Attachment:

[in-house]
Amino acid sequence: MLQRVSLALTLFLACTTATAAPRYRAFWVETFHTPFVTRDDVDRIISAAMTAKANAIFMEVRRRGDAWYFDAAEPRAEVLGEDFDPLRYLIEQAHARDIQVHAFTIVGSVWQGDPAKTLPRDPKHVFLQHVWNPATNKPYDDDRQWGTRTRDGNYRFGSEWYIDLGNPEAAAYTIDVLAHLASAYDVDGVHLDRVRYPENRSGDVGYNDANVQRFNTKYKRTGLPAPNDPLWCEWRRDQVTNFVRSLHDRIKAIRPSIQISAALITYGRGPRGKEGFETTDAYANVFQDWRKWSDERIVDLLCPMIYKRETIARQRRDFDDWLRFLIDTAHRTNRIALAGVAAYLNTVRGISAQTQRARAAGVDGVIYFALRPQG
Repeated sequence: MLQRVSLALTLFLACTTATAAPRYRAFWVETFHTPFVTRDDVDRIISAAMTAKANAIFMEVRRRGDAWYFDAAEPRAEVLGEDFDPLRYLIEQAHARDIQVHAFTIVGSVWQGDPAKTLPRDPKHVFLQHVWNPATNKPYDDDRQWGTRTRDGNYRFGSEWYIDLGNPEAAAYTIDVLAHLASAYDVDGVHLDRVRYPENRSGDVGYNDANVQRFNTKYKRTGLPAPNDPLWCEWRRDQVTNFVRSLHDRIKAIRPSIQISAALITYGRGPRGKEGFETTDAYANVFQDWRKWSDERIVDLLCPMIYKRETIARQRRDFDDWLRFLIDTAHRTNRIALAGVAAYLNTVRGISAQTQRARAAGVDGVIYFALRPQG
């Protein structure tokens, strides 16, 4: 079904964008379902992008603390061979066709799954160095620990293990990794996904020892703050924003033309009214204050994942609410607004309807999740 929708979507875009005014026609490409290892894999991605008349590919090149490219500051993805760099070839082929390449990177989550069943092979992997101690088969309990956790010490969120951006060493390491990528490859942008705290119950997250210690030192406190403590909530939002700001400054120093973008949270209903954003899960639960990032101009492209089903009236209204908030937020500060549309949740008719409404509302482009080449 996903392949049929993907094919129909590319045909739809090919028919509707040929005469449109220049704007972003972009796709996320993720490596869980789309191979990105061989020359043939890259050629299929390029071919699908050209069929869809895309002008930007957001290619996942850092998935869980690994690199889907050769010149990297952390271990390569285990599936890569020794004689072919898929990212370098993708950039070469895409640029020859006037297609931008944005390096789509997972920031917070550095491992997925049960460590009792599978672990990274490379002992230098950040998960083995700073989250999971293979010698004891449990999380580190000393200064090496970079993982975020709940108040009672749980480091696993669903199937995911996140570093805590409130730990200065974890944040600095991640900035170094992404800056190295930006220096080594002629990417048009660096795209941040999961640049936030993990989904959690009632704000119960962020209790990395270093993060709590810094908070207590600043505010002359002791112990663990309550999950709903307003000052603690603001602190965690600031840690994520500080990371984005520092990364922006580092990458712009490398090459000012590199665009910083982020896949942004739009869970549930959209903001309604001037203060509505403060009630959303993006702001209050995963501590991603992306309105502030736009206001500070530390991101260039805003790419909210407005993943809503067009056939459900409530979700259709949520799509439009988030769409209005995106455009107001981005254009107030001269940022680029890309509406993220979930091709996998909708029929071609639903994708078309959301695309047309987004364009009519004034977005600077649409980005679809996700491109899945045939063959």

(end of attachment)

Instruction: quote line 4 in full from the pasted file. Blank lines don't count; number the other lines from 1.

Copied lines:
């Protein structure tokens, strides 16, 4: 079904964008379902992008603390061979066709799954160095620990293990990794996904020892703050924003033309009214204050994942609410607004309807999740 929708979507875009005014026609490409290892894999991605008349590919090149490219500051993805760099070839082929390449990177989550069943092979992997101690088969309990956790010490969120951006060493390491990528490859942008705290119950997250210690030192406190403590909530939002700001400054120093973008949270209903954003899960639960990032101009492209089903009236209204908030937020500060549309949740008719409404509302482009080449 996903392949049929993907094919129909590319045909739809090919028919509707040929005469449109220049704007972003972009796709996320993720490596869980789309191979990105061989020359043939890259050629299929390029071919699908050209069929869809895309002008930007957001290619996942850092998935869980690994690199889907050769010149990297952390271990390569285990599936890569020794004689072919898929990212370098993708950039070469895409640029020859006037297609931008944005390096789509997972920031917070550095491992997925049960460590009792599978672990990274490379002992230098950040998960083995700073989250999971293979010698004891449990999380580190000393200064090496970079993982975020709940108040009672749980480091696993669903199937995911996140570093805590409130730990200065974890944040600095991640900035170094992404800056190295930006220096080594002629990417048009660096795209941040999961640049936030993990989904959690009632704000119960962020209790990395270093993060709590810094908070207590600043505010002359002791112990663990309550999950709903307003000052603690603001602190965690600031840690994520500080990371984005520092990364922006580092990458712009490398090459000012590199665009910083982020896949942004739009869970549930959209903001309604001037203060509505403060009630959303993006702001209050995963501590991603992306309105502030736009206001500070530390991101260039805003790419909210407005993943809503067009056939459900409530979700259709949520799509439009988030769409209005995106455009107001981005254009107030001269940022680029890309509406993220979930091709996998909708029929071609639903994708078309959301695309047309987004364009009519004034977005600077649409980005679809996700491109899945045939063959």